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I was learning about references in c++ and I realised that pointers could do the same thing:

with reference:
C++
int hello(int& hello)
{
    return hello;
}
int main()
{
    cout << "enter a num: ";
    int num;
    cin >> num;
    cout << num << endl;
    hello(num);
    cout << endl;
    cout << *num;
}
Outputs:
12

12

with pointer:
C++
int hello(int* hello)
{
    return *hello;
}
int main()
{
    cout << "enter a num: ";
    int *num = new int;
    cin >> *num;
    cout << *num << endl;
    hello(num);
    cout << endl;
    cout << *num;
}
Outputs:
12

12

My Question:
Since they both do the same thing(alias a variable), why do we use references over a pointer?

What I have tried:

i have tried looking it up, but cant find anything
Posted
Updated 5-Jul-21 2:45am
v2
Comments
Joe Woodbury 5-Jul-21 16:21pm
   
How does cout << *num; even compile?

A reference parameter tells the user that nullptr is invalid, whereas a pointer parameter might allow it.

A reference also allows you to write parameter.whatever, whereas the pointer requires an extra character: parameter->whatever. That's a big deal to some people! :)

But even though a reference says "I don't accept nullptr", it can still get one, so bulletproof code needs to include if(&ref != nullptr).

EDIT: Your code should include cout << hello(num) to better demonstrate your point. As it stands, hello(num) isn't doing anything because main ignores what it returns.
   
v4
A main difference is that pointers point normally to on the heap allocated memory (like structs or objects) and references mostly refer to variables from the stack. It becomes more important when bigger data chunks like object arrays, multimedia data or databases are processed.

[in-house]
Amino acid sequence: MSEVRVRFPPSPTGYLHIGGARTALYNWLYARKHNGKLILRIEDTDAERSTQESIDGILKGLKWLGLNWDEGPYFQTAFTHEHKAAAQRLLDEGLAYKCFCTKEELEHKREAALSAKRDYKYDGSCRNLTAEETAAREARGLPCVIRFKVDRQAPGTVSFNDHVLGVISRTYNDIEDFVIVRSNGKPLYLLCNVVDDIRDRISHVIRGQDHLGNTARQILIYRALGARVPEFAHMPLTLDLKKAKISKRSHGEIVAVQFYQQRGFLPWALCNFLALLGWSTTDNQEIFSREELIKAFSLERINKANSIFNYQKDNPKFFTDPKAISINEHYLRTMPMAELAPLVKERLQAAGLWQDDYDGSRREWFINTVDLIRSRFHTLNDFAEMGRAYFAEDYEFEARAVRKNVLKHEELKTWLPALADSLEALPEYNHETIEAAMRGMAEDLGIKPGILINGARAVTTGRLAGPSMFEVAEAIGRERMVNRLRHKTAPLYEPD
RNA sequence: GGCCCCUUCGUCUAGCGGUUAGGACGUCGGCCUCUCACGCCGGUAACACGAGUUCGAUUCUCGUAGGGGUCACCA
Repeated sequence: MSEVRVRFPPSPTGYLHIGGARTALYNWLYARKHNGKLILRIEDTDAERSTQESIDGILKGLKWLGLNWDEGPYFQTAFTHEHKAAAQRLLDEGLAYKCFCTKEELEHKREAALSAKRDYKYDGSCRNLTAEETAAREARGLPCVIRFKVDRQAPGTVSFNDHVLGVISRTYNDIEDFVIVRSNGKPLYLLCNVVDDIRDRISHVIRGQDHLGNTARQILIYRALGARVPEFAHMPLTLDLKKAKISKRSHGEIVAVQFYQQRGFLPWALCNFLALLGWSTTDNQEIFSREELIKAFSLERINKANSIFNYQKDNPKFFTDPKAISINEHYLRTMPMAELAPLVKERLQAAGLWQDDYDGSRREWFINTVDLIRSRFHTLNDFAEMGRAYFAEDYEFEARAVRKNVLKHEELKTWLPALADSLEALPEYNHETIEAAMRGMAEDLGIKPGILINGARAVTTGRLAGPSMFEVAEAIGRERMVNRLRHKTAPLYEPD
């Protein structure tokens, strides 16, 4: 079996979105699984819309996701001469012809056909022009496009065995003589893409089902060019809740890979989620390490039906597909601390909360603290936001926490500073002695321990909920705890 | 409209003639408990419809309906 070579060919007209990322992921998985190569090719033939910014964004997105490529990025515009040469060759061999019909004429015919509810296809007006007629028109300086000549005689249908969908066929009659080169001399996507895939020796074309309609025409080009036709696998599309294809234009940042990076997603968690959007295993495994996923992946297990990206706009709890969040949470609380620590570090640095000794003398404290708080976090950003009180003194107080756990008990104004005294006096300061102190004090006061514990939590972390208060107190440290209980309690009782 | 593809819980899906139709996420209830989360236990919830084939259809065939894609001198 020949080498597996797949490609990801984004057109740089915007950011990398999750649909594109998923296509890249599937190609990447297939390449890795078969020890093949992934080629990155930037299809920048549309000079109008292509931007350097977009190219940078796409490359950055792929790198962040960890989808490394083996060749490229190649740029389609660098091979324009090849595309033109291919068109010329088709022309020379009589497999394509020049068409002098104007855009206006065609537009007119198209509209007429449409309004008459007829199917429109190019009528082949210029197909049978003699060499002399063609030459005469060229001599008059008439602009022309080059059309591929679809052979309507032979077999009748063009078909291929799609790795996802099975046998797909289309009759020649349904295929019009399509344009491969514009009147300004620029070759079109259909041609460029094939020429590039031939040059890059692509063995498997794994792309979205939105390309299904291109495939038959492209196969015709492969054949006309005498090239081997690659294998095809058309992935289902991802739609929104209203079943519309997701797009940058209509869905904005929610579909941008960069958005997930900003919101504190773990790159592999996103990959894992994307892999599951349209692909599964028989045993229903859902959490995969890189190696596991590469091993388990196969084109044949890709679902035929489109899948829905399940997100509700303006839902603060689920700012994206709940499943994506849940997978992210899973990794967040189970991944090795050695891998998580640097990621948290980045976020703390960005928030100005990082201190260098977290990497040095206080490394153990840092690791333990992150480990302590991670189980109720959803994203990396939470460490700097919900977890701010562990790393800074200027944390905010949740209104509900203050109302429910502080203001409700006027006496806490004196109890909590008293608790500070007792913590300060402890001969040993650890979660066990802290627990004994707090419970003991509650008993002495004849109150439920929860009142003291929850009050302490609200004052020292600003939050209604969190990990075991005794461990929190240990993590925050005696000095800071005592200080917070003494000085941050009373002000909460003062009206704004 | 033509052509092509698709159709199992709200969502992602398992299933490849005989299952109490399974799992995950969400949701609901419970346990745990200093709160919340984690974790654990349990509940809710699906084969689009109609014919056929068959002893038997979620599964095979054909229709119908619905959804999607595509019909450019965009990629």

Read this Stack vs Heap Memory Allocation to better understand this advanced topic. Some even more detailled video about this topic.
   
Mechanically, they are the same. There are two main usage difference though:

1) They cannot be NULL and they have to be passed in the code: any mistake is easily discovered at compile time.
2) You won't need to dereference them when assigning them values. That helps readability.

Also:
* You cannot inadvertantly modify the address they're pointing to;
* You don't have to / can't cast them, which helps being type safe.
   
Comments
Greg Utas 5-Jul-21 9:03am
   
A reference can most assuredly be nullptr. The invoker of a function can dereference a pointer and pass it to a reference argument: f(*p). If p is nullptr and the invoker never dereferenced p to access one of its fields, the crash occurs in f.
Pointers are more powerful than references. Unfortunately pointer usage is more prone to errors. So, the rule of thumb is: use a references everywhere you can. Use pointers where you cannot use references.
   

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